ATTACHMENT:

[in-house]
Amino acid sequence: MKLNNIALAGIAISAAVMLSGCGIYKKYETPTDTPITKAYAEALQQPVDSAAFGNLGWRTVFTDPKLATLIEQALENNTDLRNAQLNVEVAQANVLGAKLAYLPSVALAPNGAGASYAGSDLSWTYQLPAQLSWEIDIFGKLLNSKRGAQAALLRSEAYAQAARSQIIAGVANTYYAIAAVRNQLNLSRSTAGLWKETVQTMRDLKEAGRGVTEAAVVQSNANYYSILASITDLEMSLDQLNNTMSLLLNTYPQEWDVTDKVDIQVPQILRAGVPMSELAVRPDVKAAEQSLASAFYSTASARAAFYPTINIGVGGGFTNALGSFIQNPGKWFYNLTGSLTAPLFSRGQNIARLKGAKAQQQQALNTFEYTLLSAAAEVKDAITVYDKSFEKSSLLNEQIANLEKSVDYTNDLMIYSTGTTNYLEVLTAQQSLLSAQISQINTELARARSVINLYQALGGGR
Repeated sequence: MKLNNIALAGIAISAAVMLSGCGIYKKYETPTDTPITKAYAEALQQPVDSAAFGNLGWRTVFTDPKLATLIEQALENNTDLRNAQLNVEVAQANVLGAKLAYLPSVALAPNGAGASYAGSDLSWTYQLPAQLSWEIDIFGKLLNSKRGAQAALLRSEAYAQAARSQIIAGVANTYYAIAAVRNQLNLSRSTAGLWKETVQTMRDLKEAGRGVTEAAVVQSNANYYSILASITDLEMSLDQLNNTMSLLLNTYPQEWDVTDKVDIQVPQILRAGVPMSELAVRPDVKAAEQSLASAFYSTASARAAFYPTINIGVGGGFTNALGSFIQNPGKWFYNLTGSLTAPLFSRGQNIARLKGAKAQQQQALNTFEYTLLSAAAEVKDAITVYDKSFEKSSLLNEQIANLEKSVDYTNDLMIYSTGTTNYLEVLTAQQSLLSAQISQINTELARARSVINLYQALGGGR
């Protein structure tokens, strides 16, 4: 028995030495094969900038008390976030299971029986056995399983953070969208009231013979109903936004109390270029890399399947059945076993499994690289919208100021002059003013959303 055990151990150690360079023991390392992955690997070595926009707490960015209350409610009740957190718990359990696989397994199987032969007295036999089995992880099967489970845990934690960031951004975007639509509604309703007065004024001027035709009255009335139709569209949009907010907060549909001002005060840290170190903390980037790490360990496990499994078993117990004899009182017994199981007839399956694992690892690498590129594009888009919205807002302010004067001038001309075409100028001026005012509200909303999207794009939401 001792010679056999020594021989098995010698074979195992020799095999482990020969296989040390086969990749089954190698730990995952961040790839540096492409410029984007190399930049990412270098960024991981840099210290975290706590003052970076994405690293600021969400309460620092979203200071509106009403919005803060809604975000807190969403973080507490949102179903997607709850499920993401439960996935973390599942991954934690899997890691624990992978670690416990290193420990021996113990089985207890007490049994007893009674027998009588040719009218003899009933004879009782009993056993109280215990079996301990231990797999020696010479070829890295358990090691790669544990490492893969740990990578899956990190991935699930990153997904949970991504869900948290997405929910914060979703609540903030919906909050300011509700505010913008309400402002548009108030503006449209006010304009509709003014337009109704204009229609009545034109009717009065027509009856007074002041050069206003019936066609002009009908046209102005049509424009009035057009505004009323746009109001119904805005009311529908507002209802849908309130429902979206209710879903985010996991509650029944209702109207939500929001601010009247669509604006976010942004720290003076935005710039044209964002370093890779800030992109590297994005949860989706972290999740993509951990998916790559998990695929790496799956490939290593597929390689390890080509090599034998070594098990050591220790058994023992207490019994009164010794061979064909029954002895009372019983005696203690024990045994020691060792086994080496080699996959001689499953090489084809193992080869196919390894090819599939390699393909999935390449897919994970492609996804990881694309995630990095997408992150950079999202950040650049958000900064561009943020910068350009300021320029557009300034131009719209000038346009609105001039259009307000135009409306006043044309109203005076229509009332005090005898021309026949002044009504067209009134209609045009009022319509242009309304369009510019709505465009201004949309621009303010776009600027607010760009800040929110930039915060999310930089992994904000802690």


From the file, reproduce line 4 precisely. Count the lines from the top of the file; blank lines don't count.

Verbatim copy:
């Protein structure tokens, strides 16, 4: 028995030495094969900038008390976030299971029986056995399983953070969208009231013979109903936004109390270029890399399947059945076993499994690289919208100021002059003013959303 055990151990150690360079023991390392992955690997070595926009707490960015209350409610009740957190718990359990696989397994199987032969007295036999089995992880099967489970845990934690960031951004975007639509509604309703007065004024001027035709009255009335139709569209949009907010907060549909001002005060840290170190903390980037790490360990496990499994078993117990004899009182017994199981007839399956694992690892690498590129594009888009919205807002302010004067001038001309075409100028001026005012509200909303999207794009939401 001792010679056999020594021989098995010698074979195992020799095999482990020969296989040390086969990749089954190698730990995952961040790839540096492409410029984007190399930049990412270098960024991981840099210290975290706590003052970076994405690293600021969400309460620092979203200071509106009403919005803060809604975000807190969403973080507490949102179903997607709850499920993401439960996935973390599942991954934690899997890691624990992978670690416990290193420990021996113990089985207890007490049994007893009674027998009588040719009218003899009933004879009782009993056993109280215990079996301990231990797999020696010479070829890295358990090691790669544990490492893969740990990578899956990190991935699930990153997904949970991504869900948290997405929910914060979703609540903030919906909050300011509700505010913008309400402002548009108030503006449209006010304009509709003014337009109704204009229609009545034109009717009065027509009856007074002041050069206003019936066609002009009908046209102005049509424009009035057009505004009323746009109001119904805005009311529908507002209802849908309130429902979206209710879903985010996991509650029944209702109207939500929001601010009247669509604006976010942004720290003076935005710039044209964002370093890779800030992109590297994005949860989706972290999740993509951990998916790559998990695929790496799956490939290593597929390689390890080509090599034998070594098990050591220790058994023992207490019994009164010794061979064909029954002895009372019983005696203690024990045994020691060792086994080496080699996959001689499953090489084809193992080869196919390894090819599939390699393909999935390449897919994970492609996804990881694309995630990095997408992150950079999202950040650049958000900064561009943020910068350009300021320029557009300034131009719209000038346009609105001039259009307000135009409306006043044309109203005076229509009332005090005898021309026949002044009504067209009134209609045009009022319509242009309304369009510019709505465009201004949309621009303010776009600027607010760009800040929110930039915060999310930089992994904000802690």